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    Thanks guys! I did some reading, and I think the equation "C = q / V" is exactly what you're saying, where C is capacitance, q is charge in coluombs and V is voltage. So exactly what you said, all 10,000uF capacitors at 10V will have the same charge stored. But the 10,000uF capacitor that is capable of 100V can actually store much more charge (coluombs) when charged to the higher potential. I learned something, thanks! :)

    PS-> The zener is a cool idea, I will have to consider that since I already have a bag of 25V capacitors. ;) Is there any significant difference, safety wise, between using a zener with the 25V caps, or changing to 100V caps?
     
  15. ian field

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    The transient suppressers I've seen advertised mostly clamp at about 68V - voltages above that will probably damage things that are needed to keep the engine going.

    A 100W 15V zener will have a certain amount of dynamic resistance, so in extremes the voltage could maybe reach about 17V. The zener failure mode is most likely short circuit - nothing gets damaged, but you're going nowhere fast.

    The general subject of motorcycle alternators has been discussed recently on another thread, so it shouldn't be necessary to repeat everything here.
     
  16. MrSoftware

    Thread Starter Member

    Oct 29, 2013
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    Thanks for the info, knowing that the failure mode is a short is enough. Some guys may leave these attached to their batteries and if for some odd reason a zener fails shorted and isn't fused that could definitely cause a fire. So higher voltage caps it is. Thanks everyone!
     
  17. ian field

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    British motorcycles used zener regulation for many years. I've never heard of any fires due to zener failure, but there may have been the odd one or two in all that time.

    They most likely had a fuse in there somewhere.

    An off load alternator can get up to several hundred volts - so a 100V capacitor won't survive if there's nothing to control the voltage.
     
  18. crutschow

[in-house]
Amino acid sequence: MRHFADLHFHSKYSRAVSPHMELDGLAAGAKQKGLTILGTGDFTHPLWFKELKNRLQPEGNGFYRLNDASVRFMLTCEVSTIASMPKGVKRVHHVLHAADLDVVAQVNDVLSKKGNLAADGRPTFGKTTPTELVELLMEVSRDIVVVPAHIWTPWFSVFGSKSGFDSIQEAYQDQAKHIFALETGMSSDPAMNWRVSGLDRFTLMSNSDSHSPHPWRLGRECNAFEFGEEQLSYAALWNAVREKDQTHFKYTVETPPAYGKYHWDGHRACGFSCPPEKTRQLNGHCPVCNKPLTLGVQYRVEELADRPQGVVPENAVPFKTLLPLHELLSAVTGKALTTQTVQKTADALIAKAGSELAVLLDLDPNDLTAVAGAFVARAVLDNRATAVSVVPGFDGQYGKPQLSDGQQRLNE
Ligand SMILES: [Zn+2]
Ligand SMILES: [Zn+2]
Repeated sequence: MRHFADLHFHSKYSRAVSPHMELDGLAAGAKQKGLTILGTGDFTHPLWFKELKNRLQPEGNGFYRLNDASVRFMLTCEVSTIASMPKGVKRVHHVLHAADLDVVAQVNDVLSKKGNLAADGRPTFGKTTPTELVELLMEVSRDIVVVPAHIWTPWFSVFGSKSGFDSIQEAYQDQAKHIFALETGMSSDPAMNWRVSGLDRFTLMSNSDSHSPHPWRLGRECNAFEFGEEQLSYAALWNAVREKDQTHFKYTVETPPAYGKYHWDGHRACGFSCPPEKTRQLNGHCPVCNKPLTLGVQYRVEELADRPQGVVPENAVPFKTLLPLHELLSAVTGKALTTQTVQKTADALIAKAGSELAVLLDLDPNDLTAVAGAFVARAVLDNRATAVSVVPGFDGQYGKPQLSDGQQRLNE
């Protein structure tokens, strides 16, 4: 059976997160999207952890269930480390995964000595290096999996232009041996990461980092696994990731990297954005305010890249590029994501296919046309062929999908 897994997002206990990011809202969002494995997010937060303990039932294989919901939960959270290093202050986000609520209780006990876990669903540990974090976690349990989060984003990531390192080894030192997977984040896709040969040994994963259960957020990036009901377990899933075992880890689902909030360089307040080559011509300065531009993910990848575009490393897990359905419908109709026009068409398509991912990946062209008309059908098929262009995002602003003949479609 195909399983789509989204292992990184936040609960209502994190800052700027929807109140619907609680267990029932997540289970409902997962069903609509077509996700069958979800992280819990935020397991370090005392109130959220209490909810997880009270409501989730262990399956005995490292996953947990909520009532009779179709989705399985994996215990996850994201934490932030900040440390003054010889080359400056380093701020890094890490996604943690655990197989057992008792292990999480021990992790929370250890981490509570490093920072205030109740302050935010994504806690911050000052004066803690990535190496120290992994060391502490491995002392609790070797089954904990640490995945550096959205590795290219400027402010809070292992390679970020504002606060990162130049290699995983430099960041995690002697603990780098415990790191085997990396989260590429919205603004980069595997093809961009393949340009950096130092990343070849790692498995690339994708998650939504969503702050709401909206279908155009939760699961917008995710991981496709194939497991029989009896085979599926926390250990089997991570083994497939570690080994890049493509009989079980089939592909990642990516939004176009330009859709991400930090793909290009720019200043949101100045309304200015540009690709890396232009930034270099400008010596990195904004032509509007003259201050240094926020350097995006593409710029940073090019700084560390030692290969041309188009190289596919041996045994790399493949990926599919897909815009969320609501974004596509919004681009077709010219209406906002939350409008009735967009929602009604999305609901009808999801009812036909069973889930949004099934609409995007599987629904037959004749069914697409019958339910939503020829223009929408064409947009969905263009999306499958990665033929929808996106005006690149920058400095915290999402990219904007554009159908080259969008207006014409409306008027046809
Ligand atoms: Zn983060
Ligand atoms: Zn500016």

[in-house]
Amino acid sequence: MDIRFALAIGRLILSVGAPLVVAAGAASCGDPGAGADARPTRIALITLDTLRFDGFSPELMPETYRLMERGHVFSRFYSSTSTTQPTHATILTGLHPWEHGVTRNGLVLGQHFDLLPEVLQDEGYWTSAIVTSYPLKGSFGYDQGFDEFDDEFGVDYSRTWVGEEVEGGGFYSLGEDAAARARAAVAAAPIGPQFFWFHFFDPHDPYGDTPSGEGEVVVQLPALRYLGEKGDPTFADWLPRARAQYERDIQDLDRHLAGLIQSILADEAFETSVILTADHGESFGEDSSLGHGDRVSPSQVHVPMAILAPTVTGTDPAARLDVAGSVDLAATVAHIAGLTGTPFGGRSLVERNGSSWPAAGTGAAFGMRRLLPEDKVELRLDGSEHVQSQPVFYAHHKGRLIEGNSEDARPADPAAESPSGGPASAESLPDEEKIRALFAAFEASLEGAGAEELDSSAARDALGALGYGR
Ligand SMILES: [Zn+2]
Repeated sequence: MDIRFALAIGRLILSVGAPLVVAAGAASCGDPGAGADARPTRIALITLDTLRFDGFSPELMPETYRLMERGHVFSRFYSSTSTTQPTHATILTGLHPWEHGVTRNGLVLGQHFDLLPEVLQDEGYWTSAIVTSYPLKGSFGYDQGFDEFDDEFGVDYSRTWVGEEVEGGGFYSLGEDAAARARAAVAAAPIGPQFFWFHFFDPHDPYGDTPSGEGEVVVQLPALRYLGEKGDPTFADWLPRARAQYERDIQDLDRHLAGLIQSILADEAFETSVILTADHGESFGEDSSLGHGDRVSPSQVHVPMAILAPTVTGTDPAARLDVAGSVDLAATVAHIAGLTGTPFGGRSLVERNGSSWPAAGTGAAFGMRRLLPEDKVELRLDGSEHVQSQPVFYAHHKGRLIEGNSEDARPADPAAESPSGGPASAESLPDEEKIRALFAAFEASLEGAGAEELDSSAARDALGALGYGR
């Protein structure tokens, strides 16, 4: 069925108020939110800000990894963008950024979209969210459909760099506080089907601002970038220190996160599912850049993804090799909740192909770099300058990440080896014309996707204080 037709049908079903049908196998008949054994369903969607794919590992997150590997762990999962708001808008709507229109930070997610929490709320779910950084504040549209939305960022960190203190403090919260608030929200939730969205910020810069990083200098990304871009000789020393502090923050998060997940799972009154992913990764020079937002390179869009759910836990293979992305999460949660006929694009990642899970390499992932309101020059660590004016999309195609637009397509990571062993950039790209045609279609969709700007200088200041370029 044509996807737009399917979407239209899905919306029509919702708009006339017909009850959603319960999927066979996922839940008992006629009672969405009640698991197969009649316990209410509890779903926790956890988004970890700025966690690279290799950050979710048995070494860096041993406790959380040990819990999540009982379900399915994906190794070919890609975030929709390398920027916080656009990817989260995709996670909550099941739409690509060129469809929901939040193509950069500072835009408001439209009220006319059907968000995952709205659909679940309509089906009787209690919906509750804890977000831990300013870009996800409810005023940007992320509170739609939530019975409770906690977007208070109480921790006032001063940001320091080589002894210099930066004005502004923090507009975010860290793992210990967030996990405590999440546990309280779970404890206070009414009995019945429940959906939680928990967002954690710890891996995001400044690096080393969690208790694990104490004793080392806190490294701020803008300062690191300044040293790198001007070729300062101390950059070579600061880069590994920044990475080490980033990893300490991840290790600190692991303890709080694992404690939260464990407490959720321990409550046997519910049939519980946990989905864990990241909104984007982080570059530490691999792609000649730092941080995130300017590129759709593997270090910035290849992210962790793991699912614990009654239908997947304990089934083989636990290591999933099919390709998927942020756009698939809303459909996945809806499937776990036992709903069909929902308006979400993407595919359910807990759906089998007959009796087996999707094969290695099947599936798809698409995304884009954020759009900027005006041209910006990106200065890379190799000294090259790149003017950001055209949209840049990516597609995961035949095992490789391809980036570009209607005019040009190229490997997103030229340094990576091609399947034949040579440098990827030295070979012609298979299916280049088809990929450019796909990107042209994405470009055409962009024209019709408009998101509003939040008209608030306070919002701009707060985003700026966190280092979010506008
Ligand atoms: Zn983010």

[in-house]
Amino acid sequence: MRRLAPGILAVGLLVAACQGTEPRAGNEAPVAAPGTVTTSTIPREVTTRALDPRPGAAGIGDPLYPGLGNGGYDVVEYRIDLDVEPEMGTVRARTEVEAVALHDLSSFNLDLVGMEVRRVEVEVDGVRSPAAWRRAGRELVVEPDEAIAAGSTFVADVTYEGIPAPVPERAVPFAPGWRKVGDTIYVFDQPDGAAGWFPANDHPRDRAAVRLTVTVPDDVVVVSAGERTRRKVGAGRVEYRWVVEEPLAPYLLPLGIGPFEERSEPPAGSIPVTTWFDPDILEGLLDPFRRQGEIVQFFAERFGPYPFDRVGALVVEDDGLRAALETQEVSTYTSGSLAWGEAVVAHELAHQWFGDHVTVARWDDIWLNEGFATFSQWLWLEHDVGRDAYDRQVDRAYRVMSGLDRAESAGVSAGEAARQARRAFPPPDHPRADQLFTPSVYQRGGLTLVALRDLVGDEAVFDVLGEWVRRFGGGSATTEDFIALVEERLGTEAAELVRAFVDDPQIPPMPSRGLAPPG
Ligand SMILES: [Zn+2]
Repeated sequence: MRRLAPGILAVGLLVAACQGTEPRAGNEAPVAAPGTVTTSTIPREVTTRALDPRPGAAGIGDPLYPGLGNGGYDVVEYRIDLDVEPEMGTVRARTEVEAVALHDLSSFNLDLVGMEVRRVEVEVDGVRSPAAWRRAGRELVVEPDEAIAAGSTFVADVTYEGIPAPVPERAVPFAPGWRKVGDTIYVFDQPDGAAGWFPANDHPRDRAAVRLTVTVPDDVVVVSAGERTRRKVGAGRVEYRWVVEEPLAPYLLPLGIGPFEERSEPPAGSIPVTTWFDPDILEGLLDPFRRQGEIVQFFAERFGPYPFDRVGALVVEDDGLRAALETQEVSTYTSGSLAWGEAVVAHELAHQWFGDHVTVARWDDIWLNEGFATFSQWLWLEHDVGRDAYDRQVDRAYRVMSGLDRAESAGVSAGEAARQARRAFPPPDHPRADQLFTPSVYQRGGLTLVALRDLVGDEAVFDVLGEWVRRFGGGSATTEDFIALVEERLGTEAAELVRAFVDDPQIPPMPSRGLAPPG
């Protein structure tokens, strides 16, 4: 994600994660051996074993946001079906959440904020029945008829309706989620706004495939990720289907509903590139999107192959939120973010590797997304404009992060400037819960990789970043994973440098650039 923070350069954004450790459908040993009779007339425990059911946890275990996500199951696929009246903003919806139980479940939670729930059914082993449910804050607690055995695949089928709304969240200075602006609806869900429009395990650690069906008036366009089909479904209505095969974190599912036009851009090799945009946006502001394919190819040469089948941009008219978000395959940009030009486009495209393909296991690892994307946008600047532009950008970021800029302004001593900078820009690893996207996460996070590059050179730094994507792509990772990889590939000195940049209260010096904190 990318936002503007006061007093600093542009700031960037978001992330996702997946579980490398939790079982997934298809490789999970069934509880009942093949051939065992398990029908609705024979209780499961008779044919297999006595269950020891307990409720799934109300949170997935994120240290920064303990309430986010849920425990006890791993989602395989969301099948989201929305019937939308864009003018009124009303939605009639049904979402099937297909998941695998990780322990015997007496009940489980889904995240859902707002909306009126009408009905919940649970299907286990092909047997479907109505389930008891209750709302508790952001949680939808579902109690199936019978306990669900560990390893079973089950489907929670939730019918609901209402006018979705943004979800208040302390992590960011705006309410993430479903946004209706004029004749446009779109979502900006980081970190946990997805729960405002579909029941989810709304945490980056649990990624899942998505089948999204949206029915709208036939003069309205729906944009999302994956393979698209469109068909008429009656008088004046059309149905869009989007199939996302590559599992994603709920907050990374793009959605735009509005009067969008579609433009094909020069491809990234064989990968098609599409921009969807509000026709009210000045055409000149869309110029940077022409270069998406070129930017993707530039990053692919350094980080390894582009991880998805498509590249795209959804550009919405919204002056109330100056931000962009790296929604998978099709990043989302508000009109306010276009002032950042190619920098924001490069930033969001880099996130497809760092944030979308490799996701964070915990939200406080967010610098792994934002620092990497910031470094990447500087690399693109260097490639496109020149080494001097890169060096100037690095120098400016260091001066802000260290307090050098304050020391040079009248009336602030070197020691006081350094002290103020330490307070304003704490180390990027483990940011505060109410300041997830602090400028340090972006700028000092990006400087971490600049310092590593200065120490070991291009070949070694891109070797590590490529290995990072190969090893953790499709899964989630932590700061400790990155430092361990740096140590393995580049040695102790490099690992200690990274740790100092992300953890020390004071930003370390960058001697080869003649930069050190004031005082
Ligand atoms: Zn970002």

Expert

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    Commonly there's a large fuse or fuse link between the battery and all the circuitry and generator (except for the starter of course).

    Generally even a dead battery would have a low enough impedance to prevent the alternator voltage from going that high.
     
  19. MrSoftware

    Thread Starter Member

    Oct 29, 2013
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    The bikes are fuel injected, so there will always be an ECU, various sensors, a fuel pump and a fuel injector running, so I don't think the alternator will ever be fully unloaded. But that said, I guess surprises can happen. Maybe I need to integrate in a fuse and a zener... Then again, these guys are selling just a capacitor, I wonder what their failure rate is?

    Also as @crutschow indicated, assuming they leave the battery connected it should provide a reasonable amount of buffering. Some may choose to run sans-battery entirely though if the battery is damaged somehow.
     
  20. ian field

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    Oct 27, 2012
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    My errr............not permitted here battery desulphator, had developed up to 210V across a sulphated battery.

    More likely on a functioning motorcycle; an uncontrolled alternator can gas out all the distilled water - if the electrolyte gets lower than the bottom tips of the plates, its an open circuit for all intents and purposes.